4th of July Weekend Will Be a Busy Weekend for Travel Across the South
Are you hitting the road this holiday weekend? Well you are not alone. Nearly 48 million Americans are expected to travel over the 4th of July weekend. AAA says that's a 40 percent increase from a year ago. But we all know last year was quite a bit different. Many folks were locked at home because of the pandemic. But we are now spreading our wings and traveling lots more.
I recently made a trip to Vegas and found big crowds at the airports. Even Shreveport Regional was hopping which was great to see.
How Many People Will Travel?
In Louisiana, AAA analyst Don Redman says more than 4.5 million travelers are expected to hit the roads for this long weekend. He says this is proof that folks are making plans and venturing out after being cooped up due to Covid.
Now we did set a travel record back in 2019 and we are not likely to reach those numbers this year. But Redman says we won't be too far off. He says air travel is up 164% compared to 2020 and that's no surprise. But he says the big gains we will see this year are folks traveling by car. Many will take long weekend getaways. Others will be kicking off a longer vacation trip which they have been eagerly awaiting.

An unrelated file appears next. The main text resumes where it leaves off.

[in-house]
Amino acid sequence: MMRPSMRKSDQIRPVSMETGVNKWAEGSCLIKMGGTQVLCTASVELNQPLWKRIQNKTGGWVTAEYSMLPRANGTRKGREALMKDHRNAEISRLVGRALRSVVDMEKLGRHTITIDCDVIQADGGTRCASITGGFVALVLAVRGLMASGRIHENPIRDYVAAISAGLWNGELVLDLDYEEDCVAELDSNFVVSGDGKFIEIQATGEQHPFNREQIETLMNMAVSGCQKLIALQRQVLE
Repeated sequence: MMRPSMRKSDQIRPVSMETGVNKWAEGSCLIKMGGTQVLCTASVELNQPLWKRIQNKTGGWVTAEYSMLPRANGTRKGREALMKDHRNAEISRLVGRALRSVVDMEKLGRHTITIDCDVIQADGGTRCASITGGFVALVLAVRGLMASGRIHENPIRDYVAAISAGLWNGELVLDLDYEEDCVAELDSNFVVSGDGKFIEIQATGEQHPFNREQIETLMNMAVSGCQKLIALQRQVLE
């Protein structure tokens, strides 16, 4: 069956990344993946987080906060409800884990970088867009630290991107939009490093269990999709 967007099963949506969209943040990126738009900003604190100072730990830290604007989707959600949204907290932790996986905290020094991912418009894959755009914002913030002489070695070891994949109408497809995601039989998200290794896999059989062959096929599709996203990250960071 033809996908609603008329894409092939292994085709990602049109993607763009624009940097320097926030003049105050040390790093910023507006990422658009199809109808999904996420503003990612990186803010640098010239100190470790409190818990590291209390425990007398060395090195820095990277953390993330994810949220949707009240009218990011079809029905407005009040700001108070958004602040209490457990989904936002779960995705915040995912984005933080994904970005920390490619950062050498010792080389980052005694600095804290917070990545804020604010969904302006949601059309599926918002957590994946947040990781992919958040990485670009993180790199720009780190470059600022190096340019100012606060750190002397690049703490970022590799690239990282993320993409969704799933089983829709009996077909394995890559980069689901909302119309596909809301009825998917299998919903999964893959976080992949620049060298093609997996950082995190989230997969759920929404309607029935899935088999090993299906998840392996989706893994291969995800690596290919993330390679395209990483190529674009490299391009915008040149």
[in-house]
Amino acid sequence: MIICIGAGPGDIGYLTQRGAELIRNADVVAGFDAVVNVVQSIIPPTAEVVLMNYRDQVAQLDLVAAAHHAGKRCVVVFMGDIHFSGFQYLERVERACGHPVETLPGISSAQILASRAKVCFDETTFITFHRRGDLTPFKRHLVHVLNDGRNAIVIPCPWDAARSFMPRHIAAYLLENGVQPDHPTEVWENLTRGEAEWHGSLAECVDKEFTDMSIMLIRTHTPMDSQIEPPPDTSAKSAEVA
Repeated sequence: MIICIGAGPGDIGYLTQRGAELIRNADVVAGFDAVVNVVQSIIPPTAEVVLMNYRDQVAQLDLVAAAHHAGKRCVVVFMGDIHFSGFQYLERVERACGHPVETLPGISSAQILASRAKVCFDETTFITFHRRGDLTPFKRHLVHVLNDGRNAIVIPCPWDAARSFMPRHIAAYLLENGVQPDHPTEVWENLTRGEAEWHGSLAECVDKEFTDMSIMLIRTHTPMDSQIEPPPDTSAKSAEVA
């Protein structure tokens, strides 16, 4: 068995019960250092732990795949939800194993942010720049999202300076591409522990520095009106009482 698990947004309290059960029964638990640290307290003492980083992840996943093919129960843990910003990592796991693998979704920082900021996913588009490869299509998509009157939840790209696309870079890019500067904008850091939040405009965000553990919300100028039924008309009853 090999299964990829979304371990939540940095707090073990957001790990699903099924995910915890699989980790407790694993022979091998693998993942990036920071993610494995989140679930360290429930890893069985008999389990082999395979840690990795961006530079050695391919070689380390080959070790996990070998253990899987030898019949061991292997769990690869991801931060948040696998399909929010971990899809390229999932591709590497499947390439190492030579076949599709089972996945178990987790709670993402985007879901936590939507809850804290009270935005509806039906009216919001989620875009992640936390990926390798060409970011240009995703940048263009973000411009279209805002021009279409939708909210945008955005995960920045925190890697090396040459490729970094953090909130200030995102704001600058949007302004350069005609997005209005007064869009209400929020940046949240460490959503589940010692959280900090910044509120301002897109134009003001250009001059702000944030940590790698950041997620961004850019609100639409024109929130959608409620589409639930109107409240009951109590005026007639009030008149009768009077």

He says of all the travel this weekend, more than 90 percent will be by car. That does bring up a little bit of a problem. Since the demand will be so high, gas prices are climbing. The average price across the Gulf Coast states is about 2.80 a gallon. But the best place to fill up is in the Baton Rouge area were prices are below $2.50 a gallon at many spots. The national average is $3.12 a gallon if you are venturing out of the south for your travel this weekend.
What Other Problems Will Travelers Face?
AAA says there is also another travel dilemma facing some travelers. Rental car prices are up 86% from a year ago. And in some case you might find it tough to get a car. Be sure you book well in advance.
AAA also finds hotel prices up too. You will pay about 35% more this year as compared to last year. But that really is like comparing apples to oranges. Because last year very few people were traveling and hotels were offering drastic price cuts to lure in some travelers.